With Valentine’s Day just around the corner, what could be a better gift for your beloved (or your beloved self) than a batch of hand-made chocolate truffles? … How about hand-made vegan chocolate truffles that are not only delicious, but pretty darn healthy?
I made up this recipe while daydreaming a few weeks ago, and couldn’t resist the urge to jump into action and make a batch for our whole family. Since then, they’ve become one of our favorite chocolate treats. Now they can be one of yours too.
Although there are a number of steps to this process, I’ve provided quite a few options along the way to make it quicker and simpler if that’s what you prefer. But if, like me, you had childhood fantasies of being a chocolatier, there’s also the opportunity to have a whole lot of fun.
Once you get the hang of the recipe, you might find yourself looking for excuses to make these again, especially when you realize the unlimited potential of the many possible variations. Enjoy!
Angel’s Heavenly Chocolate Truffles
2 cups ground mac nuts (preferably lightly roasted)
1/2 cup tapioca flour or potato starch
2 Tbsp cocoa or cacao powder
1/4 tsp. sea salt
1 tsp. organic vanilla extract (or more, to taste)
1/4 cup agave nectar
(For a quick version, simply melt some store-bought vegan chocolate or chocolate chips.)
1/4 cup cacao butter (optional, but highly recommended. See below.*)
1/2 cup coconut butter
2 Tbsp. cocoa (sifted)
1/4 cup agave
1/4 tsp. vanilla extract
a pinch of sea salt
(If you prefer your chocolate lighter/darker/sweeter/more bitter, feel free to adjust the amounts accordingly.)
flat tray and cooling rack
* It’s possible to substitute additional coconut butter in place of the cacao butter, to make the recipe less expensive and the process more simple. (Coconut butter can effectively ‘melt’ at room temperature with enough stirring.) However, without the cacao butter, the final product will melt more easily at room temperature, or when it comes into contact with the heat from the eater’s fingers. In addition, unlike coconut butter, cacao butter has a delicious, ‘neutral’ flavor and smooth texture that is (in my opinion) key to the chocolate experience.
- Omit the cocoa from the filling for more of a vanilla flavor, but make sure you omit some or all of the agave as well!
- Try adding different flavor extracts, such as coffee, hazelnut, or orange
- Experiment with different coatings, such as sifted cocoa powder, finely ground nuts or dried coconut
- Make a white chocolate coating by eliminating the cocoa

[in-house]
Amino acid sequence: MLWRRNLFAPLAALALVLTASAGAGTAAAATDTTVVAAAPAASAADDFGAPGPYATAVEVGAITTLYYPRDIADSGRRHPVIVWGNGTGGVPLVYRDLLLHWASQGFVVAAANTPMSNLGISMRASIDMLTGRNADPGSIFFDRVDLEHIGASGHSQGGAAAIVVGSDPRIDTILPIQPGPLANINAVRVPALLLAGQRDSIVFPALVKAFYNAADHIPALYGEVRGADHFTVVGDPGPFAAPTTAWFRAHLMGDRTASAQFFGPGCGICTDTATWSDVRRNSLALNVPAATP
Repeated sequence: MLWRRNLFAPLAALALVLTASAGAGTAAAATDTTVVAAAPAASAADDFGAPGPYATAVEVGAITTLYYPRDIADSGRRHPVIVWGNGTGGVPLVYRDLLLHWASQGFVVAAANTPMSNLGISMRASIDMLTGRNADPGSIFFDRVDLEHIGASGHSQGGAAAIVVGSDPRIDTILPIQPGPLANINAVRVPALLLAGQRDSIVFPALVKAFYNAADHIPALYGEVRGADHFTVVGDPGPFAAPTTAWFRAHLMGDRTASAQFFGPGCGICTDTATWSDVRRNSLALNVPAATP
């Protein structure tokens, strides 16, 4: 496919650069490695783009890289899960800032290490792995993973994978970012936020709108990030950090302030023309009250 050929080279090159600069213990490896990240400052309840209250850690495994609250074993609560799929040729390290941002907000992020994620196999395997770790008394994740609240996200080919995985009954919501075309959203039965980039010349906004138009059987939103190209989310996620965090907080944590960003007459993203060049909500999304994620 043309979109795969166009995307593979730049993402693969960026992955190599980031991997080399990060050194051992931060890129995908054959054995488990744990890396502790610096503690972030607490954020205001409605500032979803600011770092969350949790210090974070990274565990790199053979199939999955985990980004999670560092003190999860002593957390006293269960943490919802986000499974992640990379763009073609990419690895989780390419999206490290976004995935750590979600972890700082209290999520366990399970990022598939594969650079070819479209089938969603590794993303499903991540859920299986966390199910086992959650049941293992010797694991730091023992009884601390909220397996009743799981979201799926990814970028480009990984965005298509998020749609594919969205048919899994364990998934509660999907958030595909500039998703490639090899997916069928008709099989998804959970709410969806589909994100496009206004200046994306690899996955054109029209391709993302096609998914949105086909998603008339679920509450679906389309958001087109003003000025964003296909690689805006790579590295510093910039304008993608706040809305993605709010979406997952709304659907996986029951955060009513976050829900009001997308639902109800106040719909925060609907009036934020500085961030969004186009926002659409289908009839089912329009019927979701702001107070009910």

- Flatten out the mixture rather than rolling it into balls, and serve it as ‘chocolate truffle squares’, or use small cookie-cutters to form it into shapes
Okay, here we go. The first part is really pretty simple.
Basically, you combine all the ‘filling’ ingredients in your food processor, starting with the dry ingredients, and adding the liquids at the end, after the nuts have already started to break down and become oily. (You will notice the mixture starting to clump together and form a ball, which lets you know that the oils are being released. This is when it’s time to add the liquids.)
Taste the mixture to make sure it’s delicious! You can always add more of a particular ingredient such as agave, vanilla or sea salt.
Once you’re happy with the flavor of the filling, transfer it into a bowl, cover it, and put it in the freezer while you make the chocolate coating (next page). This will cause it to firm up, making it much easier to work with.
Alternatively, if you don’t have the time or the desire to make actual truffles, you can also press the mixture into a flat tupperware or baking pan, put it in the freezer to cool, then simply pour the chocolate coating over the top, and cut it into pieces after it’s solidified. More on that later.
While the filling mixture is chilling, you’ll want to prepare your chocolate coating, and this is where it gets a touch more complicated. But never fear! As I mentioned above, you can make the process a lot quicker by simply buying vegan chocolate from the store and melting it in a double boiler, or a make-shift version.**
(If actual chocolate-making isn’t your idea of fun, you can skip this section altogether and go straight to rolling up your filling.)
As I mentioned above, it’s possible to substitute additional coconut butter in place of the cacao butter, and if you omit the cacao butter altogether, you can basically combine all the chocolate ingredients in a bowl and skip the step of heating them on the stove. However, you might need to heat the finished product slightly so that the consistency is sufficiently liquid to pour over your truffles.